We've spoken to elite athletes with PH in their bottles about how they've adapted their training during lockdown and it was interesting to see that several had added yoga to their training plan to help with flexibility, strength and mindfulness.
Qualified yoga teacher, PT and fitness instructor, Nicole Allen, has written a special guest blog to help us understand the benefits of yogic breathing and provided us with two exercises to practice...
Introduction to yoga and breathing techniques
I've deepened my connection to yoga over the years and it's a practice that's particularly important for me as I live with a genetic illness called Cystic Fibrosis (CF), which affects my lungs, digestion and immune system.
I know PH have a close connection with CF and the CF Trust, and I was delighted to be asked to write a blog about how yoga can help athletes of all backgrounds.
The movement and breathing involved in yoga has an important impact on my life with CF as specific breathing techniques (pranayama) help increase lung expansion, intake of oxygen, and provide a better understanding of my physical make-up.
What is Pranayama?
Prana in Sanskrit means 'vital energy' or 'life force', and yama means 'control'. Ayama is defined as 'extension' & ‘expansion'.
Pranayama techniques utilise breathing to influence the flow of energy in the 'nadis' (energy channels) through the body, enhancing and regulating past the normal boundaries to attain a higher state of vibratory energy. In the most basic of terms, it helps increase lung capacity.
Nadi Shodhana (nad-ee shod-han-na)
Nadi Shodhana is a pranayama technique and focuses on ensuring the whole body is nourished through an extra supply of oxygen. It lowers levels of stress and anxiety (which can be helpful at a time like this) by unblocking, balancing and harmonising our 'pingala nadis' (our energy channels).
This might sound quite complicated but let's take a look at how to put these techniques into practice. It takes time to develop a good understanding of pranayamas and it's important to persist with the practice over time.
How to practice
- Hand position: Hold your right hand in front of you, resting your index and middle finger in the palm of your hand. The thumb above the right nostril, and ring finger above the left nostril. These two fingers control the flow of breath by alternately pressing one nostril to block the air flow, then changing to the other
- Close the right nostril with the thumb and inhale through the left nostril counting mentally from 1-4 until inhalation ends. This can be the start of a basic count and don't strain
- Close the left nostril and open the right nostril, and exhale for a count of 1-4. The inhale and exhale should be the same count
- Keep right thumb off and inhale back into the left side. End by closing the right nostril, opening the left and exhale down the left
- This is one round and effective practice should involve 8-10 rounds
Breathing should be silent in nadi shodhana, and shouldn't be forced or restricted. Focus on using the chest and diaphragm muscles.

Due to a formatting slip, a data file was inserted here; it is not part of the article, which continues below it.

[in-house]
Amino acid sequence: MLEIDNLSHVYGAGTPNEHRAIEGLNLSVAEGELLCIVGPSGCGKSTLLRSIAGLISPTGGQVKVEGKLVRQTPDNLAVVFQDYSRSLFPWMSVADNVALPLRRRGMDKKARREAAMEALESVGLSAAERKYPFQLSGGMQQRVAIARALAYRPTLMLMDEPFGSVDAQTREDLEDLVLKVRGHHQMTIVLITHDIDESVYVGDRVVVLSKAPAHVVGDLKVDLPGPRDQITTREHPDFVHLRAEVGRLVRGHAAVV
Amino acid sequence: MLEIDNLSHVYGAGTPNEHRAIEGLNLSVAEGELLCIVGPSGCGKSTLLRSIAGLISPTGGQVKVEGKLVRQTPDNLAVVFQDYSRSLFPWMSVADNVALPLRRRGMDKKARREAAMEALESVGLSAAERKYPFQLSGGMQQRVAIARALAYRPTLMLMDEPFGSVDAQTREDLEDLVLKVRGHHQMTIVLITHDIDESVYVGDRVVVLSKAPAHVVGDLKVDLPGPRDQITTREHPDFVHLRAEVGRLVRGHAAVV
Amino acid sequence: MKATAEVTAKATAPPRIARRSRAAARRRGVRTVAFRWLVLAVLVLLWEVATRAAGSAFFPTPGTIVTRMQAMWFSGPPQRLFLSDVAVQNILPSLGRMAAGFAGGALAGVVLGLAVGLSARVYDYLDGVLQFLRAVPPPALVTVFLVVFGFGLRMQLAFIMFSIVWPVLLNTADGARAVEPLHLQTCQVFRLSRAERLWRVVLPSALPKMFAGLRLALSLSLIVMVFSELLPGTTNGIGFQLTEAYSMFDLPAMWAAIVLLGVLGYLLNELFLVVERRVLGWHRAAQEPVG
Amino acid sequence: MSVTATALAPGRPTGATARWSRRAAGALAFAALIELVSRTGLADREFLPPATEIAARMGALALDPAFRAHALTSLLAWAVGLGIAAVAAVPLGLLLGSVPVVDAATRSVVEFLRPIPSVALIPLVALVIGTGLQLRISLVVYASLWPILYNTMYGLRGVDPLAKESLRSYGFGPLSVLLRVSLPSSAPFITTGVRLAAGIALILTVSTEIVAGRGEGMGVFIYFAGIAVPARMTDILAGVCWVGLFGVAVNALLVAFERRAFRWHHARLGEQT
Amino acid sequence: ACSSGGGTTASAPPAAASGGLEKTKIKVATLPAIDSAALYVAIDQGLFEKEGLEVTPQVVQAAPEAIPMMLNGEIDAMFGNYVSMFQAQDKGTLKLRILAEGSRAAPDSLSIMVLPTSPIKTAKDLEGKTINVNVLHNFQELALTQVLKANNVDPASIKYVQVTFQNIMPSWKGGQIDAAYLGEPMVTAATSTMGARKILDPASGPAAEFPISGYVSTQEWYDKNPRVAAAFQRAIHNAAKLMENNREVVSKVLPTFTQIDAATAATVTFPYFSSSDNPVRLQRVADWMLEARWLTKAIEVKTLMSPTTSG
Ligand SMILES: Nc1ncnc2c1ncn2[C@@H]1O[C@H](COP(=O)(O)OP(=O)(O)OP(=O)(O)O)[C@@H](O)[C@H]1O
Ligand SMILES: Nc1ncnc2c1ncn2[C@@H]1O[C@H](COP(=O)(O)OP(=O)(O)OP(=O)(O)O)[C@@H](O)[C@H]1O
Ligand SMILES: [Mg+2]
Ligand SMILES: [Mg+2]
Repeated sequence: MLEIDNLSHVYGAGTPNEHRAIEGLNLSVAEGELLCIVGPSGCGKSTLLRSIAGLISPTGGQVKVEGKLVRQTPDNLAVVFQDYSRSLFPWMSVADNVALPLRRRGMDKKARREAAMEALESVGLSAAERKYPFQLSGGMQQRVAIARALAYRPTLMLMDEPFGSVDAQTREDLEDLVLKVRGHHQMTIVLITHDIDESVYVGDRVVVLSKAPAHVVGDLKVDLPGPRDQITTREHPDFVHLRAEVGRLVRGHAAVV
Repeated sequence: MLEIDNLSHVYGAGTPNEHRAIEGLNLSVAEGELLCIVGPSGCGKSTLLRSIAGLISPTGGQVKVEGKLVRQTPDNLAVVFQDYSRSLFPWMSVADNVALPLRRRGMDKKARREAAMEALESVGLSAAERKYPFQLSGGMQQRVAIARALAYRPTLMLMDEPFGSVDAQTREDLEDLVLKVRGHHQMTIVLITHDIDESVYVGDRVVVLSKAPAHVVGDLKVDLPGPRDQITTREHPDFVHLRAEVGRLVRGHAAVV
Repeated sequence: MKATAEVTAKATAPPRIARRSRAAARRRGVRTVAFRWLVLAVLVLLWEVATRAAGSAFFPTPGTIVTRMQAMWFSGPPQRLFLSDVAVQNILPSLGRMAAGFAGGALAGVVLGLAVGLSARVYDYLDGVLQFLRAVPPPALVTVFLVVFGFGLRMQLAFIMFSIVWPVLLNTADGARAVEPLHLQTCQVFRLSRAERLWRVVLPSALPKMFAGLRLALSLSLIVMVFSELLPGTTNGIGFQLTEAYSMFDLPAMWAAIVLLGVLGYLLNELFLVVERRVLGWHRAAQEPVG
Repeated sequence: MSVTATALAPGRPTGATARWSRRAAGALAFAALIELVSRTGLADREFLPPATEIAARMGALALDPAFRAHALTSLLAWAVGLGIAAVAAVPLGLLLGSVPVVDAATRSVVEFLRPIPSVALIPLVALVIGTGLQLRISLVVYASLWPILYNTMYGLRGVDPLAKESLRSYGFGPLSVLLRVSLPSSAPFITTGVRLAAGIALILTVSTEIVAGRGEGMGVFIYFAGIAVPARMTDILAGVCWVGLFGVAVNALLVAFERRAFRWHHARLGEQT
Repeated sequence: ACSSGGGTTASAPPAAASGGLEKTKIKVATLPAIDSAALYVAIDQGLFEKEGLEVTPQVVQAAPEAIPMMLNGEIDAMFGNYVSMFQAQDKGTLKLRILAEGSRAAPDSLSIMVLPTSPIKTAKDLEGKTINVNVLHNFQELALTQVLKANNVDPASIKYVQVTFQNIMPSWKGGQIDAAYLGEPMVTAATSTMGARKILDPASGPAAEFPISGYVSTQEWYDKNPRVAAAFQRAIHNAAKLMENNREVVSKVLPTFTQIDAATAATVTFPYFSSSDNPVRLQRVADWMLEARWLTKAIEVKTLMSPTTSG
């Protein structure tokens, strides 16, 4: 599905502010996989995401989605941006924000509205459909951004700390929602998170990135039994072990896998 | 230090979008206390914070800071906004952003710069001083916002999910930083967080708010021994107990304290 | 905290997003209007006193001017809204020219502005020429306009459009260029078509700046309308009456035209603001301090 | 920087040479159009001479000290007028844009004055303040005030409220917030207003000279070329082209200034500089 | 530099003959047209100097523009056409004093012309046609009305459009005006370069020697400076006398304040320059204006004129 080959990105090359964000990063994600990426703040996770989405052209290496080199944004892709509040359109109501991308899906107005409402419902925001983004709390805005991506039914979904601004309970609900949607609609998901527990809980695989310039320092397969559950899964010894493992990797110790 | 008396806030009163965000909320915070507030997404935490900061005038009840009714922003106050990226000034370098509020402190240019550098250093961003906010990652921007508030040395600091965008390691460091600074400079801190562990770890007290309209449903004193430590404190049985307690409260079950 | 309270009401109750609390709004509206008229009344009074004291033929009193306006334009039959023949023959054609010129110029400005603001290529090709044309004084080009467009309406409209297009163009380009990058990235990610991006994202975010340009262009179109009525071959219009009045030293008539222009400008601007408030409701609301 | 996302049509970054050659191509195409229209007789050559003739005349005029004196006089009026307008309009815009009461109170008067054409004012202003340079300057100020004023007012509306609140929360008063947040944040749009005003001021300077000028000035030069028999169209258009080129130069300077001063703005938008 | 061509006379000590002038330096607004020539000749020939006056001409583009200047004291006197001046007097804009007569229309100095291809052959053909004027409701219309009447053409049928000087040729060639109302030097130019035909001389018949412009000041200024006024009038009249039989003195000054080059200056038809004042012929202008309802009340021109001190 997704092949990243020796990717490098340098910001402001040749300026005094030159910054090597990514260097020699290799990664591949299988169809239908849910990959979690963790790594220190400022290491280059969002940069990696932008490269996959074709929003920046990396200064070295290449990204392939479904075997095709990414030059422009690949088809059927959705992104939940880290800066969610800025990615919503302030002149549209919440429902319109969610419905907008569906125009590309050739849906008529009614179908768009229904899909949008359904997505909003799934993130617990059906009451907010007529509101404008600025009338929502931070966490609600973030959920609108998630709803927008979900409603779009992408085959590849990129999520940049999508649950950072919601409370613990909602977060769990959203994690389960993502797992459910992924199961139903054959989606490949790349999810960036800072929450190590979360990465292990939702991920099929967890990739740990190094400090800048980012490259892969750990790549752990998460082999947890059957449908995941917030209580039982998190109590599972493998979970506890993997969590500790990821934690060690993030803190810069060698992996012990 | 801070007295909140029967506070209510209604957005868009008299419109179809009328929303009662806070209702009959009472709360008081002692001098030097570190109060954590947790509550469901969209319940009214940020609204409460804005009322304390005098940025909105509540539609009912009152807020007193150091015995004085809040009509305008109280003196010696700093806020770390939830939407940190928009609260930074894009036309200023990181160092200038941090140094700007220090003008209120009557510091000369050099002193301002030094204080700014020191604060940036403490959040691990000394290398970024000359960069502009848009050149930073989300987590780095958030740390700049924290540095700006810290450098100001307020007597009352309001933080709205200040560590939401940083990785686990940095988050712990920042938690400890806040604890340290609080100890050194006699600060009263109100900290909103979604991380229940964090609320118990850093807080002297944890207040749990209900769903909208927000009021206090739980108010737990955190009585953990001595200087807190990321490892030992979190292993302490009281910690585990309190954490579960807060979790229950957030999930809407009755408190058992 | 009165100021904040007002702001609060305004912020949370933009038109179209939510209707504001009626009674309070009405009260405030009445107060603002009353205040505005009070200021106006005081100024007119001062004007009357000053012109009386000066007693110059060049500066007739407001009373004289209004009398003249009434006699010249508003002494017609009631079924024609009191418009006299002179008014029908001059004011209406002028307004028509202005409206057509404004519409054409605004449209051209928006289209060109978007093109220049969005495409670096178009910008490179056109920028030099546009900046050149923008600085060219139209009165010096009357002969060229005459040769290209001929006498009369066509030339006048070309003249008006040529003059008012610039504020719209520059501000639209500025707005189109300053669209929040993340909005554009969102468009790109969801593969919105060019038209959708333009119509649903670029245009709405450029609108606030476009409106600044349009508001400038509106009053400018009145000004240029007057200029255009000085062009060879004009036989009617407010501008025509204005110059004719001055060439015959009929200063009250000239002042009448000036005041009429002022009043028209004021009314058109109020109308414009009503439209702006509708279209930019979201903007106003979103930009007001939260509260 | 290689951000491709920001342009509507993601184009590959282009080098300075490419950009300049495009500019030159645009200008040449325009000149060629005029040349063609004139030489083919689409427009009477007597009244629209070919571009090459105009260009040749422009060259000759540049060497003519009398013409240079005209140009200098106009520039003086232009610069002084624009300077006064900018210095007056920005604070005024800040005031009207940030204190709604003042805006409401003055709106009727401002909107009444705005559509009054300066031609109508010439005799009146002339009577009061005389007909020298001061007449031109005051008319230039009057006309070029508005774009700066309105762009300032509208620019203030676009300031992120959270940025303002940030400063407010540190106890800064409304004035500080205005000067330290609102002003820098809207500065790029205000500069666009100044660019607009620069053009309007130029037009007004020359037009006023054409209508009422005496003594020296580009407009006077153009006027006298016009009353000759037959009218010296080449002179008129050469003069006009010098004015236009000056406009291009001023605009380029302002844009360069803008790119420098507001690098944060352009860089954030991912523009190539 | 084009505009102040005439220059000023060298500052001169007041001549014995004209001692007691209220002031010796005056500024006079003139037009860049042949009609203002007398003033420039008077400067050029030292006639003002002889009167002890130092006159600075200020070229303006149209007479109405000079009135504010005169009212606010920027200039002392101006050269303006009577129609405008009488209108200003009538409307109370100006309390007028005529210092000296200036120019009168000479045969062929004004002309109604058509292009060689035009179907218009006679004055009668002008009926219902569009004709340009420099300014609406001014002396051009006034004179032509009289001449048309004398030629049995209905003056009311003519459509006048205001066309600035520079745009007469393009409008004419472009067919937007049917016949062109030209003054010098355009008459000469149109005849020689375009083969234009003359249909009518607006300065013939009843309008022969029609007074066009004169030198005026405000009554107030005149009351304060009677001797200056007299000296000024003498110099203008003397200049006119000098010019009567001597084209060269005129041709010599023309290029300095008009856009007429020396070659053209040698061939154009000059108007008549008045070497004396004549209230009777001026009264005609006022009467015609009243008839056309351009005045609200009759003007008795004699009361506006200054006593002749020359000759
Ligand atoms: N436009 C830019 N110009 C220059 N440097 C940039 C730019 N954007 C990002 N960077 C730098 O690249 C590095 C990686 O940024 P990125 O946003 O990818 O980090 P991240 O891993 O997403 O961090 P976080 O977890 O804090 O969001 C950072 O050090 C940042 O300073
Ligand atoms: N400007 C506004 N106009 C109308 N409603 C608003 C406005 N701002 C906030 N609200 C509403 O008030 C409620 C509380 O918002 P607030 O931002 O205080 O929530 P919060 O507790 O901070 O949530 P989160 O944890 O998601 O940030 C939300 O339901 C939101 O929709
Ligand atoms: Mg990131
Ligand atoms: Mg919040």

Over time you can increase the length of inhalation and exhalation, changing the ratio to 1:2. Continue to extend the count up to 10:20.
This ratio establishes a calming rhythm for the brain and heart, assisting the cardiovascular and nervous systems and reducing stress-related conditions.
Meditation and benefits
When I’m speaking about the topic of mindfulness, people generally imagine some free spirit zoning out and being taken to 'another place'.
How often have you heard someone say "have you tried to meditate?" and you just think "no I probably won't try because I don't know how."
Meditation helps manage our mental and emotional state. The transformative potential of meditation shouldn’t be underestimated.
Studies have proven that meditation has physiological effects on the brain. Researchers found that the part of the brain that regulates stress and anxiety shrinks when meditation is practised consistently.
Meditation can benefit everyone. It can help you deal with an upcoming hospital admission or if you’re currently training for a triathlon or marathon.
Meditation can allow you to stay focused on the present moment and not overthink the long term future. Meditation can teach you to recognise thoughts that may be harmful or self-defeating.
The idea is that as you gain greater awareness of your thought habits, you can steer them toward more constructive patterns.
One of the meditation breathing techniques that’s helped me understand my lungs better is Yogic Breathing.
Practice yogic breathing
The purpose is to gain control of the breath, correct poor breathing habits and increase oxygen intake. It can deepen natural breathing patterns. You can sit in a comfortable position or lie flat on your back.
- Start by inhaling slowly and deeply into the stomach, allowing the abdomen to expand fully, pressing your belly button out
- Gently start to expand the lungs, then into the upper part of the lungs around the base of the neck. Shoulders shouldn’t move, the body should be relaxed
- This completes 1 inhale which should be performed as smoothly as possible in one continuous movement
- As you exhale, allow the chest to contract downward. The diaphragm to be pushed upward towards the chest
- Without strain, try and empty as much of the lungs as possible before moving down to the abdomen, slightly pulling the abdominal wall near to the spine. The entire movement should be flowing gracefully. This completes one yogic breath
- Perform 5-10 rounds
This can be slowly increased to 10 minutes daily. Inhale for 4, exhale for 6.
I really hope this information has been of help to you, and you can incorporate these breathing exercises into your regime. Personally, having a lung condition has not stopped me from being defeated, and I have felt a significant improvement when completing these exercises daily.